If your graduation celebration involves balloons, make sure they are secured with a weight. Otherwise, they can float away and come into contact with overhead power lines.Find Out More
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The State of Your Utility
March 14, 2023 • Jen Connors, EWEB Communications
In his annual message to the Board of Commissioners, the public and EWEB workforce, EWEB General Manager Frank Lawson emphasized his appreciation for staff, highlighted many of the utility's accomplishments, and focused on what it takes for EWEB to meet our on-going, perpetual obligation to serve our community.
Lawson delivered his address at the March 7 public Board of Commissioners meeting.
You can listen to the address above (8-minute listen) or read the speech below.
2023 State of the Utility Address
President Carlson, Commissioners, EWEB staff, members of the public, I appreciate this annual opportunity to take a step back and give you some perspective on EWEB’s organizational performance, our results, our challenges, and our opportunities. I also appreciate the opportunity to thank you, Commissioners, for your leadership, and to thank staff for their leadership, hard work, and accomplishments throughout the year.
EWEB has an obligation to serve our community 24 hours a day, 7 days a week, 365 days a year. That obligation doesn’t end tomorrow, next week, or ten years from now. It is perpetual. And it’s forever. I reinforce this ongoing obligation because it’s often easy to see the immediate--the here and now, the work on we do on pipes, pumps, tanks, water treatment, poles, wires, transformers, generators, answering customer calls or emails. That work is critical to achieving our mission. But it’s more difficult to see the efforts that support that work--purchasing, finance, information systems, security, workforce support, power purchasing, support services, field services, building and renovations, customer solutions. The list goes on.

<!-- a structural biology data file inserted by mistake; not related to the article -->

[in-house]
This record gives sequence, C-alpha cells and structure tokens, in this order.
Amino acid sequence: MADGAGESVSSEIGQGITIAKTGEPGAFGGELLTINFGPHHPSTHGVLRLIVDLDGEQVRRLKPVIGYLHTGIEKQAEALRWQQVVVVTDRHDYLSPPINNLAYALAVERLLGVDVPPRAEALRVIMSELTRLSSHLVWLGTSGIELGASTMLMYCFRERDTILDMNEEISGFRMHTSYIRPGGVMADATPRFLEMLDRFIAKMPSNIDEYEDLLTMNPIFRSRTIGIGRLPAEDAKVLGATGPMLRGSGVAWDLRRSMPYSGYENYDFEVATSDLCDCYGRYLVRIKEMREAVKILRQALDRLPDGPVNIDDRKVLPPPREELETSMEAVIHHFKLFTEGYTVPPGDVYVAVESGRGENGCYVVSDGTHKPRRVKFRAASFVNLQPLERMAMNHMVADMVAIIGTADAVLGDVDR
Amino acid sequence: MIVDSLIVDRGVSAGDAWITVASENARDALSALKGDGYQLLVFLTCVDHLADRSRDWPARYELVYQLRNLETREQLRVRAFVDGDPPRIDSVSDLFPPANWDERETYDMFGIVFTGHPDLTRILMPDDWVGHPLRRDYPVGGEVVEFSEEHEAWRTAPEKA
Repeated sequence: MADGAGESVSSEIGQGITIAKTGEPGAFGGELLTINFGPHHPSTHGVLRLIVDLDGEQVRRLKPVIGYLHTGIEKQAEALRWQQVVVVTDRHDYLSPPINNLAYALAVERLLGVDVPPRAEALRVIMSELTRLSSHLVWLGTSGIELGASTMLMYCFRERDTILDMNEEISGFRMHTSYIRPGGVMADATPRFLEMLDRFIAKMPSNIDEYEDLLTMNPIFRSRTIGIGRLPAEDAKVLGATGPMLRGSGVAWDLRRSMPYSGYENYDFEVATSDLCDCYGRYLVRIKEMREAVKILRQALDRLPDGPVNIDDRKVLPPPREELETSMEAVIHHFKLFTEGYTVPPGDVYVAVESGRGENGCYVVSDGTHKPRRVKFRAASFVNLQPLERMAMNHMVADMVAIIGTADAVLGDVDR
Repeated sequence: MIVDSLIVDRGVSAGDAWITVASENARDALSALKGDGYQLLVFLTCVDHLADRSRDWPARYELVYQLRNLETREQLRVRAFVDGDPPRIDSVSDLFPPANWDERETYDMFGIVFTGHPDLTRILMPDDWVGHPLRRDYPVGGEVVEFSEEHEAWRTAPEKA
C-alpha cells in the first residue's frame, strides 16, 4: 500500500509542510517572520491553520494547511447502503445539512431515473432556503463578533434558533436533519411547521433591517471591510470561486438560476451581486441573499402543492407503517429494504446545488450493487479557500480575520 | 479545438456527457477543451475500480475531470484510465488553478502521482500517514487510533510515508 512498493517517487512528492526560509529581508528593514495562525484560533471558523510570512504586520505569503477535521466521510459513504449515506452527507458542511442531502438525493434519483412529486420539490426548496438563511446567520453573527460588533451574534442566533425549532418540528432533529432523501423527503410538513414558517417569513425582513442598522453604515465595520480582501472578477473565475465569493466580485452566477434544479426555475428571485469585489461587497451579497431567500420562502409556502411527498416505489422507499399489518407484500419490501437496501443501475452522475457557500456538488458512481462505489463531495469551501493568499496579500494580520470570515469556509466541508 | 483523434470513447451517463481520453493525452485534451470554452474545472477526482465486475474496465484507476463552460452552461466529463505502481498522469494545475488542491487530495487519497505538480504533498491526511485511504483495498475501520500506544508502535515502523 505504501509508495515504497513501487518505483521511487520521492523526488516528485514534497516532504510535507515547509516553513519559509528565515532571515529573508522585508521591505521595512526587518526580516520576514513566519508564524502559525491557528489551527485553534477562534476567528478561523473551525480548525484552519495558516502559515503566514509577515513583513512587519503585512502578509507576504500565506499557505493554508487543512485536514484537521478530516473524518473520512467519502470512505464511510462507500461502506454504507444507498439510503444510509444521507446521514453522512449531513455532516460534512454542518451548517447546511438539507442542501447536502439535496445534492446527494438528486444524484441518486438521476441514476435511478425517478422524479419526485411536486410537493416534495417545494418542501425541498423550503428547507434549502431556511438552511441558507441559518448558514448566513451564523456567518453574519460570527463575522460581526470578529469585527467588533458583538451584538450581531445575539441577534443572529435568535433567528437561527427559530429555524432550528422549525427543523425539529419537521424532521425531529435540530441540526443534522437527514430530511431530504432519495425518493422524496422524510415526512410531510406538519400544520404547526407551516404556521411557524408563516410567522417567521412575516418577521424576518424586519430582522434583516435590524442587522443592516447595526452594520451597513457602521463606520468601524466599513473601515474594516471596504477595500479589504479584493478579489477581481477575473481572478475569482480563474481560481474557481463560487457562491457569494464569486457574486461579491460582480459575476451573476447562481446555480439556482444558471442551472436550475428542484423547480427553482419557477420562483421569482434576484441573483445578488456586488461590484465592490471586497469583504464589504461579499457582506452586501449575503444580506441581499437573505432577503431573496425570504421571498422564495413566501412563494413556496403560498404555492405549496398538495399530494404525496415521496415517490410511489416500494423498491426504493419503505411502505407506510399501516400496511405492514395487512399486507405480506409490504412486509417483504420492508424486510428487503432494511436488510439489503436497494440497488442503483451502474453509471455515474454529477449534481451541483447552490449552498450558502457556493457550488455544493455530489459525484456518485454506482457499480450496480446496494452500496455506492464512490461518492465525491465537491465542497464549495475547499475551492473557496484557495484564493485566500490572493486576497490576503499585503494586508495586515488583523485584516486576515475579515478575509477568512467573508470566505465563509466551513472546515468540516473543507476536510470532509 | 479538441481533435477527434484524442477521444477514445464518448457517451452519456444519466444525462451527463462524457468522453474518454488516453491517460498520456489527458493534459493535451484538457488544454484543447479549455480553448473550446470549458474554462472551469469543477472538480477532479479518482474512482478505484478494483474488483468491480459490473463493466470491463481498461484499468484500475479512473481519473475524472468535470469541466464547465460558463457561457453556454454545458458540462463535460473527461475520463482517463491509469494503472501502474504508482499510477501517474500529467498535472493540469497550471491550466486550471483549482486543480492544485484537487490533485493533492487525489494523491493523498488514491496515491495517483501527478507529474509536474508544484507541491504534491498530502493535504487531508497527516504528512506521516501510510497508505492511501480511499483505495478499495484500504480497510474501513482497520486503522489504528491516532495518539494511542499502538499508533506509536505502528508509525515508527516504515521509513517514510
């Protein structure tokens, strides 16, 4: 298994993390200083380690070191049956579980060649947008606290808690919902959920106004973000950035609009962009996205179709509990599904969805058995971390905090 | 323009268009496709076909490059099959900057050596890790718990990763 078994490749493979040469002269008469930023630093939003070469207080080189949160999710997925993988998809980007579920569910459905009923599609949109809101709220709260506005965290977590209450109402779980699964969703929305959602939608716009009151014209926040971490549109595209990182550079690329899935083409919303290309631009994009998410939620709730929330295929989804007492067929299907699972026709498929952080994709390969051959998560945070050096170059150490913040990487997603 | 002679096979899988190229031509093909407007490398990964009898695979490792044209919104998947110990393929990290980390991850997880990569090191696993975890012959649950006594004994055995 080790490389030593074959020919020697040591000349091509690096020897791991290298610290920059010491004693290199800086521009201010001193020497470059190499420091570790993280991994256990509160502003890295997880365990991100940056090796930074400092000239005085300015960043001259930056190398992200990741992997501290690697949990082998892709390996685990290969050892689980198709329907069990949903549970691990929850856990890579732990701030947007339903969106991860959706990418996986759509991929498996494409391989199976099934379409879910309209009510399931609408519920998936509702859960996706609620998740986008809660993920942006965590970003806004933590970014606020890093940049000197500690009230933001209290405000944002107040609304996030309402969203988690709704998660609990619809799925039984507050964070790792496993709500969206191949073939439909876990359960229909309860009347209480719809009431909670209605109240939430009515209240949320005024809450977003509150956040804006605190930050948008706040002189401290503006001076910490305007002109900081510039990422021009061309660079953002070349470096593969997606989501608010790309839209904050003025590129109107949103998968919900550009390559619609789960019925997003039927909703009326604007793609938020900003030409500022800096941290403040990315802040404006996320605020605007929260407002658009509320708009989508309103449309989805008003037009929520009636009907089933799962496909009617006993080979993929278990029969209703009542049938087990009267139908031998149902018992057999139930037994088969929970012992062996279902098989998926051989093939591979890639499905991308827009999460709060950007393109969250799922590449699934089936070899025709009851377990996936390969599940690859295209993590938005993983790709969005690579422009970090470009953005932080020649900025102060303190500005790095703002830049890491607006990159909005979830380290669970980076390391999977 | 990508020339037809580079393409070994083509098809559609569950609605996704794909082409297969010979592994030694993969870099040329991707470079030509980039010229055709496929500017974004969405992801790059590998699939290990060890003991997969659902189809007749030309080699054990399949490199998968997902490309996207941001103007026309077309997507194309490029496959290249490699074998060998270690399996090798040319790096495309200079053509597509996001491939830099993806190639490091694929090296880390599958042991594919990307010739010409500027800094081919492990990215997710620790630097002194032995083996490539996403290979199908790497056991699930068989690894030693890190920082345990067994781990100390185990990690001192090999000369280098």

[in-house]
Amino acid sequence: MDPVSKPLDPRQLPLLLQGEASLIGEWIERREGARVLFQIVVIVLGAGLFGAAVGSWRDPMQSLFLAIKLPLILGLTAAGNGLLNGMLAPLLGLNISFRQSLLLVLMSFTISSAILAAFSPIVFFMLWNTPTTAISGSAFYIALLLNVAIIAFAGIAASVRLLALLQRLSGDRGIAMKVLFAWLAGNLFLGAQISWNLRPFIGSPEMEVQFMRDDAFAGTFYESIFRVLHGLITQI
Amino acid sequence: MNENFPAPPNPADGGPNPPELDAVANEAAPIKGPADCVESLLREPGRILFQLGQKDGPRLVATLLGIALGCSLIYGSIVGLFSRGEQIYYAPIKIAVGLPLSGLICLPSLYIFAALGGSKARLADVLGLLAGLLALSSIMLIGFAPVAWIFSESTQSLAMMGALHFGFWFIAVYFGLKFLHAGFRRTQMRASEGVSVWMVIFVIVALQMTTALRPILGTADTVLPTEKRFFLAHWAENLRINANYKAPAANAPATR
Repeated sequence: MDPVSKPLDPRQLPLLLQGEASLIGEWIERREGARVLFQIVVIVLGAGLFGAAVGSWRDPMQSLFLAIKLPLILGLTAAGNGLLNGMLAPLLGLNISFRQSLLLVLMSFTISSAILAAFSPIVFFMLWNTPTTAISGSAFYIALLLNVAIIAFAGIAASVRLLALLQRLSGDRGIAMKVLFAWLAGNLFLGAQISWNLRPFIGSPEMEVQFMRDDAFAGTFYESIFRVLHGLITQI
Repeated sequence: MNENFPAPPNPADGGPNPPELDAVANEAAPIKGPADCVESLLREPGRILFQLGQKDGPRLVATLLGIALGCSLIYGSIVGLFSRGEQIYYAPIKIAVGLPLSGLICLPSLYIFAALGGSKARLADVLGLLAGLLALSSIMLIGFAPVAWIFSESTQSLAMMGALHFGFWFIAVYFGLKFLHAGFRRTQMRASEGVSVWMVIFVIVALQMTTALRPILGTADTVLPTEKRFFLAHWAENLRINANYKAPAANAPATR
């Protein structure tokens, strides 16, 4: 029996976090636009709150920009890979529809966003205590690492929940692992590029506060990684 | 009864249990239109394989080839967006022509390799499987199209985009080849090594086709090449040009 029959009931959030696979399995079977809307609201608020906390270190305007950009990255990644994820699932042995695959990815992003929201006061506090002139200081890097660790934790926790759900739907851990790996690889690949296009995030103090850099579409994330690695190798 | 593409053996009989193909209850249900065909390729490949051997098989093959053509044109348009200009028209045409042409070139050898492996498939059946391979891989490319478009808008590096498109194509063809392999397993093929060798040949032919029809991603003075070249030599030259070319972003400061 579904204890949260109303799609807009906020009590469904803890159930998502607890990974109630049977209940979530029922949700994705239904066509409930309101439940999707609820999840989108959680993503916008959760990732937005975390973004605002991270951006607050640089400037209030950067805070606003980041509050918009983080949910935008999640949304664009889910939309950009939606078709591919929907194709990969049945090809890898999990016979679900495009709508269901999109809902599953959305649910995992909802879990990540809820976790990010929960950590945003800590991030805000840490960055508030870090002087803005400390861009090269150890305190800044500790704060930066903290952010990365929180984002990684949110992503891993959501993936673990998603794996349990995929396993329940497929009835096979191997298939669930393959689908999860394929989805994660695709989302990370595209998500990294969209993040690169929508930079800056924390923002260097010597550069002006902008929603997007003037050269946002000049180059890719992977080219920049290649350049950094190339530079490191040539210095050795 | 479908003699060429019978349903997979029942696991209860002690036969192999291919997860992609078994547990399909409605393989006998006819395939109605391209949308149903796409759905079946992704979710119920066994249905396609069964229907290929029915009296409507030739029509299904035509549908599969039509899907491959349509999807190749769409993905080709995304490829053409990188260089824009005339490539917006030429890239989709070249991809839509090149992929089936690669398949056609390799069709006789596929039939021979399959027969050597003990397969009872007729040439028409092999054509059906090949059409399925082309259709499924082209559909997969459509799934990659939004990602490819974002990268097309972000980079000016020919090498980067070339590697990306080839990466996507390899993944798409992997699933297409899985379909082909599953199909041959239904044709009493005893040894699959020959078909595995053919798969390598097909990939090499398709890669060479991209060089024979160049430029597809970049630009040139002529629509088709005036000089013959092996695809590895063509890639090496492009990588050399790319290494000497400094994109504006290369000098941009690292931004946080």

It’s even more challenging to appreciate the work that ensures we meet our ongoing obligation in the future. We invest in the watershed, offer a multitude of customer programs, manage $1.3 billion worth of assets, and meticulously plan for and performance and analysis that’s needed in all areas of the organization for that ongoing purpose.
It is a significant part of our job to ensure that we can continue to meet our mission and adhere to our values over the long haul. By definition our strategic work should support the development of sustainable community benefits. Therefore, we plan and execute work that positions the organization to meet future challenges and opportunities safely, reliably, environmentally, and affordably all while recognizing the importance of community and organizational culture.
2022 was an incredibly productive year for EWEB, as we achieved virtually all of our primary annual goals along with many additional accomplishments. Because of people, we were able to keep the flow--the flow of electricity, water, money, information, collaboration, and ideas.
Despite experiencing many of the same challenges appearing across our society, including supply chain limitations (especially in raw materials or technology-centric parts and contracting), inflationary pressures, workforce scarcity in selected fields, cyber and physical security threats and challenges, polarizing social viewpoints, EWEB is a strong organization.